Sunday, May 28, 2017

Odd dogs

In order to comprehend the meaning of this event, you must understand that the town was already full of surgically altered dogs and other kinds of animals, in various states of completion, most of them running wild in the streets, scavenging from garbage heaps. The tradition of turning them loose had been started shortly after Rank's day, as a way of celebrating individual successes and displaying them to the town. Most of the monsters, at that time, were too horrible to be kept as pets.
This article got me curious about Lives of the Monster Dogs by Kirsten Bakis. Published in 1997, it's her only novel to date. I'll pay attention if she has a follow-up.

The account of a group of surgically modified dogs who move to New York after overthrowing the humans of the German colony in Canada where they were created, it's narrated in the main by two characters. One, Ludwig von Sacher - a name reminiscent of Leopold von Sacher Masoch - is a Monster Dog himself, and the designated historian of his people. The other, Cleo Pira, is an aimless human writer who gets a career boost when she profiles the Monster Dogs for Vanity Fair. It's a little unsettling to realize how much more central print was to culture when the book was written not too long ago.

The book feels like a spiritual heir to both The Island of Dr. Moreau and the Caliban portions of Shakespeare's The Tempest. The Monster Dogs are surgically altered dogs, yes. They're also humans, albeit uncomfortable in their skins as humans. And they're a commentary on German romanticism as well.

It's an unusual book, and arresting. I'll be talking about another book I'm reading soon.


susan said...

The article certainly makes the book sound interesting, albeit more than a little sad. One subject I've read about is the stem cell research that has led to the production of chimeric animals with the goal of developing a source of transplant organs for humans.

The story I remembered immediately was Redemption Ark by Alaistair Reynolds and his description of the hyperpigs wherein a spectrum of human genes had been spliced into those of the domestic pig. The intention had been to optimize the ease with which organs could be transplanted between the two species, enabling pigs to grow body parts that could be harvested later for human utilization... The genetic intervention had gone too far, achieving not just cross-species compatibility but something entirely unexpected: intelligence - as well as a lot of misery for the creatures who found themselves belonging neither in one place or the other.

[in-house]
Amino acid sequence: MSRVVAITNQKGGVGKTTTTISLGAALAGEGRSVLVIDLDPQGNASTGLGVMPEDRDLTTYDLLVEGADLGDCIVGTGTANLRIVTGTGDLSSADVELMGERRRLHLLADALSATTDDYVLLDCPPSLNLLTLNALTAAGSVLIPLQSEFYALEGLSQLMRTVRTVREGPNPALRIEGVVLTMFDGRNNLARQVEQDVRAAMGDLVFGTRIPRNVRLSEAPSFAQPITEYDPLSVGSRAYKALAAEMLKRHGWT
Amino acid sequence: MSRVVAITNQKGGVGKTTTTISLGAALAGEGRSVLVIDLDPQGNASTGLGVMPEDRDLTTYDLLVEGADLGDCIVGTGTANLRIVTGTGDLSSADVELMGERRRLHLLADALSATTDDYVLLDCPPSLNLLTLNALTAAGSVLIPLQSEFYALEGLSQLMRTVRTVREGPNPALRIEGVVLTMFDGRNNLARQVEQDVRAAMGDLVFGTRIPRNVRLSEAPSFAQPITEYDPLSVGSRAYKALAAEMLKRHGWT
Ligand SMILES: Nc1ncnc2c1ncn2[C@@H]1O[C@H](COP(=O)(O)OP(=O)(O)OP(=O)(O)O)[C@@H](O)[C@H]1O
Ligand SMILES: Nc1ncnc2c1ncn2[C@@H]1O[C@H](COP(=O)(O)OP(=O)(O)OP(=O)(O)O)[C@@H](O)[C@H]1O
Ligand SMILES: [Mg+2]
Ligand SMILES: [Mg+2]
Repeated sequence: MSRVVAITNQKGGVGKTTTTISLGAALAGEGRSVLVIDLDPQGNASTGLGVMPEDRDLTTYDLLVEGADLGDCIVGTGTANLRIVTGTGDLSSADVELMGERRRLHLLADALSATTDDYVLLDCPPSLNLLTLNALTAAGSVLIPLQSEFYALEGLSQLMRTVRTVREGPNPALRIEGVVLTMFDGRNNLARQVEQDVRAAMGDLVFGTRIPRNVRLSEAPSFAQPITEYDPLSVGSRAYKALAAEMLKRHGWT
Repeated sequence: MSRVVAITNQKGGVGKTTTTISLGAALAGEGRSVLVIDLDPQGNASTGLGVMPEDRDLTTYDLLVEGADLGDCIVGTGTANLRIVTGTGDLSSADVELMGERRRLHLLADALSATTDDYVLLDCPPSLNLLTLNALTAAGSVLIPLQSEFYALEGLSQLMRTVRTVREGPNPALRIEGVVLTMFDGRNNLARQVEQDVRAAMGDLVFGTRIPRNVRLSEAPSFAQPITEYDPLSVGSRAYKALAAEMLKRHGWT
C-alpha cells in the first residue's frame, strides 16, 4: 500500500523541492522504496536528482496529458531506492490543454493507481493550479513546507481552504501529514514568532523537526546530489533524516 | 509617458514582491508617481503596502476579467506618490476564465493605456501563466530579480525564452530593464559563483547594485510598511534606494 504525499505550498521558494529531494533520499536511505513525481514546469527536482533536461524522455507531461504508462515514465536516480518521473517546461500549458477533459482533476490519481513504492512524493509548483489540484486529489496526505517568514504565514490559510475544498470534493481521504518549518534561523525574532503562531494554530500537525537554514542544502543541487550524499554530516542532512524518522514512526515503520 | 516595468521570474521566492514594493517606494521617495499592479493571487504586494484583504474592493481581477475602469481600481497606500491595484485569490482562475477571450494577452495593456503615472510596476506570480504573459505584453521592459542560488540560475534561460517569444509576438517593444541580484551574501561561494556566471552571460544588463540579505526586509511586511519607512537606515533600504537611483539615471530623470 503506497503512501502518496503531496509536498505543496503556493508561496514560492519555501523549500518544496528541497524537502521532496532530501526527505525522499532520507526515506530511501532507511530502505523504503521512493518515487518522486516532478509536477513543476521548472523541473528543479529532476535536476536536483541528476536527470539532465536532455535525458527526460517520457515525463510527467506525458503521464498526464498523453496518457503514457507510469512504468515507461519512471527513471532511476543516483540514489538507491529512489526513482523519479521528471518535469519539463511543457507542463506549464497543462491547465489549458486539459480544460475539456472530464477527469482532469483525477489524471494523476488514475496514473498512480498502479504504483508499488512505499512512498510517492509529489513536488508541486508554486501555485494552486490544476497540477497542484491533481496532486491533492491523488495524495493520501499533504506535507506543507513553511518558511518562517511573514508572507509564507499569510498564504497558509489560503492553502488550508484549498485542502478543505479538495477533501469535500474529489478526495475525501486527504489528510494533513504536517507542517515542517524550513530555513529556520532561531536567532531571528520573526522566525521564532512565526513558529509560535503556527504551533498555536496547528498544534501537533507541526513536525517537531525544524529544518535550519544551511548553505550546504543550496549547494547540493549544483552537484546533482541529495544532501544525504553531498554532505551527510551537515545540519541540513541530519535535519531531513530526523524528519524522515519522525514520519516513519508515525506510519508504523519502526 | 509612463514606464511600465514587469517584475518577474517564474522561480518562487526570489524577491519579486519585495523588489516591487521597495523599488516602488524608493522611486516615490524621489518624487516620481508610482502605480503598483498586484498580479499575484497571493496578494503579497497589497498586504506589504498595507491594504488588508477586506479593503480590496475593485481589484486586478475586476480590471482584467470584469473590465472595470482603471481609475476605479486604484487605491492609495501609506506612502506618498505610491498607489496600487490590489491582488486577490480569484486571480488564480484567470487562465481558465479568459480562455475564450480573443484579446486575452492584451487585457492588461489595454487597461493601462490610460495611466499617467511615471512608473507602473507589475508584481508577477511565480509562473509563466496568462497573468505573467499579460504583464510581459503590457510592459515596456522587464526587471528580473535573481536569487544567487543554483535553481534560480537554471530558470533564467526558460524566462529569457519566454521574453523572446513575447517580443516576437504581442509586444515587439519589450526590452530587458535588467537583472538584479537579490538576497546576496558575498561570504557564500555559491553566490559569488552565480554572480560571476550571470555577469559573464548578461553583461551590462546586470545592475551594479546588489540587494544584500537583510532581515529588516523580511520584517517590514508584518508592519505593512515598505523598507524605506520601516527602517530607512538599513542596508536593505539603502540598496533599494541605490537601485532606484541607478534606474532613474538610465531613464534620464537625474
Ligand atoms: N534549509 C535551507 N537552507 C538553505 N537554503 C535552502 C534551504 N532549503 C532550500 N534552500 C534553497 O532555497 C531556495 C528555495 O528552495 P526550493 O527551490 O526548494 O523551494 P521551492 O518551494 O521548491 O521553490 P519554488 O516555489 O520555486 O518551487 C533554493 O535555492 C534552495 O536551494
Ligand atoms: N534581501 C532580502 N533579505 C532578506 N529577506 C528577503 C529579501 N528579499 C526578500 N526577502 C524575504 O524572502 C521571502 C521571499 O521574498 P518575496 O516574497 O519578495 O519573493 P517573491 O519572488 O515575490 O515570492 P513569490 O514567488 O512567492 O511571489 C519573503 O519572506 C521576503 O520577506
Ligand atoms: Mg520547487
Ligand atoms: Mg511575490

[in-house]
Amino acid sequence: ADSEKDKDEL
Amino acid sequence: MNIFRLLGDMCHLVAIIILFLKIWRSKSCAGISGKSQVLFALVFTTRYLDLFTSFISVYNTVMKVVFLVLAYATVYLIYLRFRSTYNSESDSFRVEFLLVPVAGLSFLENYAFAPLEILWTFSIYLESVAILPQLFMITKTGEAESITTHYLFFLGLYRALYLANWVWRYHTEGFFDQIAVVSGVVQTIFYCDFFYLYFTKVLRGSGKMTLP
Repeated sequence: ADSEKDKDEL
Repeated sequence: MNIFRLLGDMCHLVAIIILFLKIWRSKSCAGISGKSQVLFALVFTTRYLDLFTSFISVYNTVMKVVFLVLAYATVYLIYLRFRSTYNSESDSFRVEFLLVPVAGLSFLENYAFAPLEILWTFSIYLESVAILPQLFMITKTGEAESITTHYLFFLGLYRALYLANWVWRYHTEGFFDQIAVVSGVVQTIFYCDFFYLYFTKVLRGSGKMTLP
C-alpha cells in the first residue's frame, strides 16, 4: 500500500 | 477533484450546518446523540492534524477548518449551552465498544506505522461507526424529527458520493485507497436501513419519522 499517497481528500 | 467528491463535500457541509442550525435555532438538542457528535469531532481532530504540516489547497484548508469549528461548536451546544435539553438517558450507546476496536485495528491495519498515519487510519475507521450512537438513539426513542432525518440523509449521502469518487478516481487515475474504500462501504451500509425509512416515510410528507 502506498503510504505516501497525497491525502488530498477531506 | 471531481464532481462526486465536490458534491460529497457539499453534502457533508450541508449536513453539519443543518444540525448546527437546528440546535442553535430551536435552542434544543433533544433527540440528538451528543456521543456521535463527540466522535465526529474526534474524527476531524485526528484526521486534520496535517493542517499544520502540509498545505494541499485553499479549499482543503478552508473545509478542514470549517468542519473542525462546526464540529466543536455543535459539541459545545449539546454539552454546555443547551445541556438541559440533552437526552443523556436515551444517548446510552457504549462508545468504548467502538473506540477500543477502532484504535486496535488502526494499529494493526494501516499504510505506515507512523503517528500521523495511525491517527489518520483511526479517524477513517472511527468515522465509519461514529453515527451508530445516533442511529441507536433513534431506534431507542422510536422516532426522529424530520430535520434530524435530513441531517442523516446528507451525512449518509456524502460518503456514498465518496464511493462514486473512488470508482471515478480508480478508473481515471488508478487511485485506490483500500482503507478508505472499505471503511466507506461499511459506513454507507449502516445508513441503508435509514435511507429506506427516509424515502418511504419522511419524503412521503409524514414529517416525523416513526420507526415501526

On another level, a much more ancient one, humans honored animal spirits as guides in shamanistic rituals. The idea that nowadays we try to change animals to suit our own purposes seems wrong somehow. More than any other creatures dogs have already undergone a lot of dramatic physical changes instigated largely through human meddling. Poor Monster Dogs.

Ben said...

Much of the book is very definitely sad. Why? Because the monster dogs have no future, just in the nature of why and how they were created. The innovations that allow them to speak and function in this humanoid way are lost now, among other things. The Monster Dog we spend the most time with is tragically aware of all this.

Redemption Ark sounds quite interesting. Parts of the series it belongs to are probably very far off, if they happen at all. For that matter, predicting the future isn't really the job of science fiction. Other aspects are close or, on some level, here. There are ethical questions that need to be faced.

Carl Jung wrote about tribes in Africa who believed in "bush souls", which is to say that they believed they're souls were present in surrounding plants, animals, or geographical features. The truth in this is that animals make us more human, if we let them. Dogs - and yes, cats - are some of the nearest bush souls to us.